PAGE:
We paid special emphasis to the family living area because this is the most social area of a home; where you get together with friends and family. We placed a TV cabinet against the end wall which looks different due to the use of brown wall paper. The wall paper is of a slightly thicker texture so it exudes the effect of warmth. We arranged an L-shaped continuous sofa and sofa bed for comfortable seating. A spa A spa cious square centre table was placed in the middle.

Curtains always add an element of elegance to any room. We used ceiling-to-floor curtains for this house in a beige fabric with brown borders since the colour scheme of this house is brown, beige and black. We used off-white Butachino marble with ash and black borders on the floor with light beige walls, clay brown wall paper and a caramel woody coffee table. Three pieces of mother of pearl artwork were placed on a wall, with a black console table set right under them.

There is a sleek corridor connecting the living room to the bedrooms. Corridors were once neglected places, but in modern houses, every corner is important. I decorated this long passage according to a gallery concept, installing long false ceilings and exhibition spot lights. Black and white artwork was used to further adorn the passage.

Taken as a whole, the apartment's foyer, dining room, family living room and corridors represent a refreshingly quaint interpretation of urban living-a cosy rendition that gives inhabitants a welcome reprieve from the daily rigours of city life.

Nazneen Haque Mimi
Interior Consultant

E-mail: journeyman.interiors@gmail.com
Photo credit: Hasan Saifuddin Chandan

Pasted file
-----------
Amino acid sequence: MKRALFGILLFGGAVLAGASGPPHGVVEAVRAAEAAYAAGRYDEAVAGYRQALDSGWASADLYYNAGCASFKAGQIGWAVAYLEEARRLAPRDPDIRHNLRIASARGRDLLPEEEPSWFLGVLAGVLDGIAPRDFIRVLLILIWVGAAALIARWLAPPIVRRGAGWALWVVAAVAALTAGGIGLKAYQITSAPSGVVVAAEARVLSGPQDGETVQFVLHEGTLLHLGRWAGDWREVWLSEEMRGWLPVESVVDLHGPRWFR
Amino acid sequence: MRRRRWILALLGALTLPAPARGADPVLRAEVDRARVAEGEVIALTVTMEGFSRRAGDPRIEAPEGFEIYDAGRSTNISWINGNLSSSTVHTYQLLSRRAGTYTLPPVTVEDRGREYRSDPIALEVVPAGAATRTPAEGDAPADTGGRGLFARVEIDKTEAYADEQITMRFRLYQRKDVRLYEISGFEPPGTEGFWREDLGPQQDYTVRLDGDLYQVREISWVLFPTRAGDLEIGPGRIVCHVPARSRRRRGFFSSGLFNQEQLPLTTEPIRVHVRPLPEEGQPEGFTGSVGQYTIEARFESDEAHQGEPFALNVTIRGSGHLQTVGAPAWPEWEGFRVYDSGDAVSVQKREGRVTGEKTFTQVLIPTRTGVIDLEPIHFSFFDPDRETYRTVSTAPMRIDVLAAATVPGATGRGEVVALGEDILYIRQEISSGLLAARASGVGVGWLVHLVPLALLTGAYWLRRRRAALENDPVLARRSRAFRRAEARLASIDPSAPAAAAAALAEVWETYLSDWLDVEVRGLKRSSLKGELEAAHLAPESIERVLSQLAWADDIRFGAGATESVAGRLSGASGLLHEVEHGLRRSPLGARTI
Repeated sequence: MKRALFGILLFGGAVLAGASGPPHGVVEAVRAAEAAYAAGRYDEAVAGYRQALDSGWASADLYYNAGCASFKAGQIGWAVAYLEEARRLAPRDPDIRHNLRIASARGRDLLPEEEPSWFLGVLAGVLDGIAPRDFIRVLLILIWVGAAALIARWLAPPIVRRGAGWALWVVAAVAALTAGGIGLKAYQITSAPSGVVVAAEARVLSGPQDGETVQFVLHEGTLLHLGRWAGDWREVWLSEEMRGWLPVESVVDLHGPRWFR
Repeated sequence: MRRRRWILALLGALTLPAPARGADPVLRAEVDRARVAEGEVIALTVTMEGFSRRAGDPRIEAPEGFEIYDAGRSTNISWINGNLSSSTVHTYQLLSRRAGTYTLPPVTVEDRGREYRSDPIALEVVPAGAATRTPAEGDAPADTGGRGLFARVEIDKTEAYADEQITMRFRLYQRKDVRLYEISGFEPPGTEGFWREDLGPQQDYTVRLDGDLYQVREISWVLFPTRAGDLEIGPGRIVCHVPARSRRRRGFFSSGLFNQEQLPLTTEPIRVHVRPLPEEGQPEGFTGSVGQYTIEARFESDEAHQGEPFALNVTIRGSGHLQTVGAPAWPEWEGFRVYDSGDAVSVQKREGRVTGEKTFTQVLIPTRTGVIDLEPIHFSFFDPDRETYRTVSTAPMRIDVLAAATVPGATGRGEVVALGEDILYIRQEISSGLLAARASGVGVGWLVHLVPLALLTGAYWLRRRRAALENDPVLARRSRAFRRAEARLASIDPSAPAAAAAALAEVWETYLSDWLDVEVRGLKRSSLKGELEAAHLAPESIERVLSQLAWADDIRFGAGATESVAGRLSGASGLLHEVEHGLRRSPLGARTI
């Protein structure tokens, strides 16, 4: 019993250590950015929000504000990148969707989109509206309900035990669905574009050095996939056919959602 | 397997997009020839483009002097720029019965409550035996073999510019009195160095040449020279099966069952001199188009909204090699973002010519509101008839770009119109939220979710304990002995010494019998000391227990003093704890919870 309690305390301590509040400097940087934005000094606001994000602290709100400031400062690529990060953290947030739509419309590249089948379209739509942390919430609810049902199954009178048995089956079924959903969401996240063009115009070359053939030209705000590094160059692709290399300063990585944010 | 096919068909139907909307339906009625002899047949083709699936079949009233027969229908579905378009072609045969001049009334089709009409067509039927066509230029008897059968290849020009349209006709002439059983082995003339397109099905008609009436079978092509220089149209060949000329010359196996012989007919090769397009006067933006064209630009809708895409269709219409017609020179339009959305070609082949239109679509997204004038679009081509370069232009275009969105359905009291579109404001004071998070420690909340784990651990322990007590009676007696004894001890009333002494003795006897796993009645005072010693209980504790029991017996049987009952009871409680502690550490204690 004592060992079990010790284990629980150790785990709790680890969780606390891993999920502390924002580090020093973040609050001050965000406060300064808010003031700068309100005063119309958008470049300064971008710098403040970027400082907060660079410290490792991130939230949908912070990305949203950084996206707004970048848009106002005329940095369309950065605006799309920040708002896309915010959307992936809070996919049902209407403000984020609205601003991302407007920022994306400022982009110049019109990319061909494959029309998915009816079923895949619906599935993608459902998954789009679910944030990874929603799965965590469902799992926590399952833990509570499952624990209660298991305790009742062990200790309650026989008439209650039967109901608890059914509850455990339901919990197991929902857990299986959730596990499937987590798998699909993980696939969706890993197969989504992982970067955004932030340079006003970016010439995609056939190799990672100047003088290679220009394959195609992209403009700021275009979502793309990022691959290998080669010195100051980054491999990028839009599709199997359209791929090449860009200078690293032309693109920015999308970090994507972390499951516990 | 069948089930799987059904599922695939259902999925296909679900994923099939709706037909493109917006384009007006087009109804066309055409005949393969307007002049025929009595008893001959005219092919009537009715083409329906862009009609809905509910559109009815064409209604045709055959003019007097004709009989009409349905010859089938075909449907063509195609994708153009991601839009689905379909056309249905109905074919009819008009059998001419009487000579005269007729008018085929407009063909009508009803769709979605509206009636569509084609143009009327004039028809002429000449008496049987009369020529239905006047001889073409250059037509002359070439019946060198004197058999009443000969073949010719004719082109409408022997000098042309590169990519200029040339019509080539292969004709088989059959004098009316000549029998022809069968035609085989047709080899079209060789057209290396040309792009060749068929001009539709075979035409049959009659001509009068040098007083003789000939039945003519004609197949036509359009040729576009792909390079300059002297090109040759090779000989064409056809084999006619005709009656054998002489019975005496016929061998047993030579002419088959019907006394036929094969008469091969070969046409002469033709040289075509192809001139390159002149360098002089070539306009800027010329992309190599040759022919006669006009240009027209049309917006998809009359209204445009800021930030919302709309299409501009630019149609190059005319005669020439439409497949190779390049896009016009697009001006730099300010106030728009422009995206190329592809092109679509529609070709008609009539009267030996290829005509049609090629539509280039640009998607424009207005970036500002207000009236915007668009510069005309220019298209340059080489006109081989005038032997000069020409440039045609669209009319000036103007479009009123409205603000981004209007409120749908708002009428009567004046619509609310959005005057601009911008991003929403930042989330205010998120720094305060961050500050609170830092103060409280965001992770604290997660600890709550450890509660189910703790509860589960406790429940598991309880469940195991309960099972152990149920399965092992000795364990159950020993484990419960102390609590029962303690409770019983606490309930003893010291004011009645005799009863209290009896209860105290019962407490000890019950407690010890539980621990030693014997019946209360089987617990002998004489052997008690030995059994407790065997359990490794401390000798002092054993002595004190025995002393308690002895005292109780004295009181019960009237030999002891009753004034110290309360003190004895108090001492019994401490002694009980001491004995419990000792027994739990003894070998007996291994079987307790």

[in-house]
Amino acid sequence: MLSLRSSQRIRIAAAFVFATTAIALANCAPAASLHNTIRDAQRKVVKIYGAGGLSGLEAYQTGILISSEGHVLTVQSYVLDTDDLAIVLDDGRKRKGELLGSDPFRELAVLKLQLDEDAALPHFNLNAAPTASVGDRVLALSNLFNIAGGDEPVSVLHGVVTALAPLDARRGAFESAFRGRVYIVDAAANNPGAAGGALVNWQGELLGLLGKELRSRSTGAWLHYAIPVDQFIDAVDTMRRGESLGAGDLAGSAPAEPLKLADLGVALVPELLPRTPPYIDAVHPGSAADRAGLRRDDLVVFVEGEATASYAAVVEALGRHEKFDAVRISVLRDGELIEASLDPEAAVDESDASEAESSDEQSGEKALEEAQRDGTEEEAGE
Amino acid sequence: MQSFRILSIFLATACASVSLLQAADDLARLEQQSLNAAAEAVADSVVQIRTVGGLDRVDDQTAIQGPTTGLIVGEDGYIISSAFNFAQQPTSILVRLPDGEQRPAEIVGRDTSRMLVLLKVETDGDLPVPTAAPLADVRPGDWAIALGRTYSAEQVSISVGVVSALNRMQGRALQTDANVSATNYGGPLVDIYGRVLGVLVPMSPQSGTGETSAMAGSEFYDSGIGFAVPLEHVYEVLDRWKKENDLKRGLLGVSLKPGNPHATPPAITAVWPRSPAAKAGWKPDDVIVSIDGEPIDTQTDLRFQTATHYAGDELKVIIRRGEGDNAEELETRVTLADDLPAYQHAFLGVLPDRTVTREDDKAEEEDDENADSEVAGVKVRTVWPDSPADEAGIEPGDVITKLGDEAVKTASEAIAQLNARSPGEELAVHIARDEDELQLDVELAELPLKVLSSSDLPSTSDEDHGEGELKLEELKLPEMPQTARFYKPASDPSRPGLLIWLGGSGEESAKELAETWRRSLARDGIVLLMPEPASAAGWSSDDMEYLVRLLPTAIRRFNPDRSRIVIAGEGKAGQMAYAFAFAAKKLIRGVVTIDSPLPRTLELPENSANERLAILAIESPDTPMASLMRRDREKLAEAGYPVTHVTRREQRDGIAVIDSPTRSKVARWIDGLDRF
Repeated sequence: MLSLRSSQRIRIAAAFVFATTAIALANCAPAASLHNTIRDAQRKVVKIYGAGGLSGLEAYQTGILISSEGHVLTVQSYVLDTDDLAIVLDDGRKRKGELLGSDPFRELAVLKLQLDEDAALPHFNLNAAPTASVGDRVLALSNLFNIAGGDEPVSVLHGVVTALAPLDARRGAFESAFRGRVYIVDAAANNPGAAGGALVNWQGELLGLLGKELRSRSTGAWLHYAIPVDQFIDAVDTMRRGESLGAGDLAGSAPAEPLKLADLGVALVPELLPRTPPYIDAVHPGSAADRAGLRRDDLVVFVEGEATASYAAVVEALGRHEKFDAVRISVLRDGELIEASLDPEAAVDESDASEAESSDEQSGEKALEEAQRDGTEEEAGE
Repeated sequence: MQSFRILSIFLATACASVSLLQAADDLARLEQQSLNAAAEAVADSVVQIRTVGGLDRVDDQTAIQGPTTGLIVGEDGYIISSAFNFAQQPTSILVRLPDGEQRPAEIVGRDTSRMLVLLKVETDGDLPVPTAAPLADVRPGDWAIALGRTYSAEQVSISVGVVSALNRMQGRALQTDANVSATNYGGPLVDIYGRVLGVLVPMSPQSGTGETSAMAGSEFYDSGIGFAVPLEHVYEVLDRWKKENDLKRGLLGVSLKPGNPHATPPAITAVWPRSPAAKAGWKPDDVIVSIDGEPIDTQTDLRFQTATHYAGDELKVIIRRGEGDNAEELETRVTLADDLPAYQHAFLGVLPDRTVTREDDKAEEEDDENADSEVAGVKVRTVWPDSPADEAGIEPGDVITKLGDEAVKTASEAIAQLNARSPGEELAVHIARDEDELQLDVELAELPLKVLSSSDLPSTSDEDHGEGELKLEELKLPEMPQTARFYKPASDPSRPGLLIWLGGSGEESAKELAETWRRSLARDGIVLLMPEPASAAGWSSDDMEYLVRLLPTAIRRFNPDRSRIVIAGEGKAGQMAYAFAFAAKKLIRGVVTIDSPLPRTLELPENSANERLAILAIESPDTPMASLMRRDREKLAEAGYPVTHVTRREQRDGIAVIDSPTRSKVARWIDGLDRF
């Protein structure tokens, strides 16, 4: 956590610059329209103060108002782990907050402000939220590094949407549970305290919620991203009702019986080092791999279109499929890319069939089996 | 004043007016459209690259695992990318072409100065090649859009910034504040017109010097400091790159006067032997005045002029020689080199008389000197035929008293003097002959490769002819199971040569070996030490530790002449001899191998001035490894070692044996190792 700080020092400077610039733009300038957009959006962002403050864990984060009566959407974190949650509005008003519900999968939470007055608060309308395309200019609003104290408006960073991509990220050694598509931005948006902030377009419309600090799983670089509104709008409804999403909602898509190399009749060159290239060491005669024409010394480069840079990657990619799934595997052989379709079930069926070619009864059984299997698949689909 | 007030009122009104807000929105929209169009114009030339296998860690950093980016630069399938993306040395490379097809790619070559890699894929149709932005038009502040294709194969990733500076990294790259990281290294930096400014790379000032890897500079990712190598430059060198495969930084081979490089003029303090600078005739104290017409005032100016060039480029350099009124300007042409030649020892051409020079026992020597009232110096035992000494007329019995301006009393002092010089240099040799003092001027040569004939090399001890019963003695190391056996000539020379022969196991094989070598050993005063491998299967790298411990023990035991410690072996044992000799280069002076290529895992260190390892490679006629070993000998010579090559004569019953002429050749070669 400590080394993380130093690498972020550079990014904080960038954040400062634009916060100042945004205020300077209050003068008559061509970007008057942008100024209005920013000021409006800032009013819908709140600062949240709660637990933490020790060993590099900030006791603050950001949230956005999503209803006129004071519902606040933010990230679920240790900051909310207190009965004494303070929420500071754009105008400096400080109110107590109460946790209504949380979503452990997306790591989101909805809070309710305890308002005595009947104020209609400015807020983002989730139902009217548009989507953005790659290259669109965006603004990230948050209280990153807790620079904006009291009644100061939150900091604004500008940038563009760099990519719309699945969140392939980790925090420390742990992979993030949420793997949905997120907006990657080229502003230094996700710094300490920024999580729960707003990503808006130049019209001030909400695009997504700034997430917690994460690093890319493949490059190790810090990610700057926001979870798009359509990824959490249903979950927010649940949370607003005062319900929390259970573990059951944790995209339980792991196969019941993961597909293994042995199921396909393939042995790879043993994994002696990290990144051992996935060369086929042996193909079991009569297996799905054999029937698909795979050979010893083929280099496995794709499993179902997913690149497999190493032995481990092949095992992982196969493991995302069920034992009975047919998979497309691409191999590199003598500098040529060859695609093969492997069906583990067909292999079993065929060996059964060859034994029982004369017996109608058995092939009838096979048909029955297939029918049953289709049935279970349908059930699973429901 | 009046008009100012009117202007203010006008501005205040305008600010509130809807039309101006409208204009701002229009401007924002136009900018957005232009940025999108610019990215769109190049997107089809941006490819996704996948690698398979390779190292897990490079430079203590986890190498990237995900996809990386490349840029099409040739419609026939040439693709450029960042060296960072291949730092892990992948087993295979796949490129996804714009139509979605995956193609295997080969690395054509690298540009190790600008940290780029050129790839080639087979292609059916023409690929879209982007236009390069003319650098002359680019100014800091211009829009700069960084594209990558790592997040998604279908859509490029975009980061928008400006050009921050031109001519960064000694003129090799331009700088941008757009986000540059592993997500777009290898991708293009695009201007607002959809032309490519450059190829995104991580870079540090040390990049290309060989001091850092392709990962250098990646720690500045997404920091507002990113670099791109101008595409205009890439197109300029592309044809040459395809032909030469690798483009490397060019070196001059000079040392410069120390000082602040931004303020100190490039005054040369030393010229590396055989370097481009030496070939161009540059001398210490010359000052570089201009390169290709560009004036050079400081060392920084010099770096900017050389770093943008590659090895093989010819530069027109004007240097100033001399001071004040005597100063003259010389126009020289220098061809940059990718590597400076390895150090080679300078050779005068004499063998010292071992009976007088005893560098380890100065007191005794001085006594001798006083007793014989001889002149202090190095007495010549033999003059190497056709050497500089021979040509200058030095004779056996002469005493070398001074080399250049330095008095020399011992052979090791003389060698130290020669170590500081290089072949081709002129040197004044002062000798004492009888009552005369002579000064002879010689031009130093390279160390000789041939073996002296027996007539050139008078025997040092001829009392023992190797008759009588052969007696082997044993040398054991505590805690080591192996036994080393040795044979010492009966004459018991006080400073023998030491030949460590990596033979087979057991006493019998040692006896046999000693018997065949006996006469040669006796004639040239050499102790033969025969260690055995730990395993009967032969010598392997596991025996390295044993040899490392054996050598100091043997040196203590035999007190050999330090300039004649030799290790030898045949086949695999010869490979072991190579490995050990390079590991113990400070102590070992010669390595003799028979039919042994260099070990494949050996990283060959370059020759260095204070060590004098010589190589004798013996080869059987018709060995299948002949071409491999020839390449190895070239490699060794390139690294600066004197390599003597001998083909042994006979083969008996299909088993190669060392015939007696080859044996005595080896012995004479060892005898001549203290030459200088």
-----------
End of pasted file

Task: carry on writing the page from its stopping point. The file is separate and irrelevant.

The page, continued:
By Tommy Miah

Vietnamese Thit Bo Sao Dau
1 clove garlic, minced
¼ tsp white pepper
1 tsp cornflower
1 tsp vegetable oil
500g (1¼ lb) beef sirloin steak, thinly sliced
3 tbsp vegetable oil, divided
½ onion, thinly sliced
250g (9 oz) fresh green beans, trimmed
4 tbsp chicken stock
1 tsp soy sauce

In a large mixing bowl, combine garlic, pepper, cornflower and 1 teaspoon vegetable oil. Add beef, and mix well. In a large wok, heat two tablespoons of oil over high heat for one minute. Add meat; cook and stir for about two minutes, or until beef begins to brown. Transfer beef to a large bowl, and set aside.

Heat the remaining tablespoon of oil in a wok. Add onions; cook and stir until tender. Mix in green beans, and add stock. Cover, and reduce heat to medium. Simmer for 4 to 5 minutes, or until beans are tender but crisp. Stir in soy sauce and beef. Cook, stirring constantly, for one or two minutes, or until heated through.

Vietnamese Style BBQ Chicken
2 breasts pieces of chicken
2 shallots roughly chopped
3 tsp dark brown sugar
½ tsp dried chilli flakes
3 tbsp fish sauce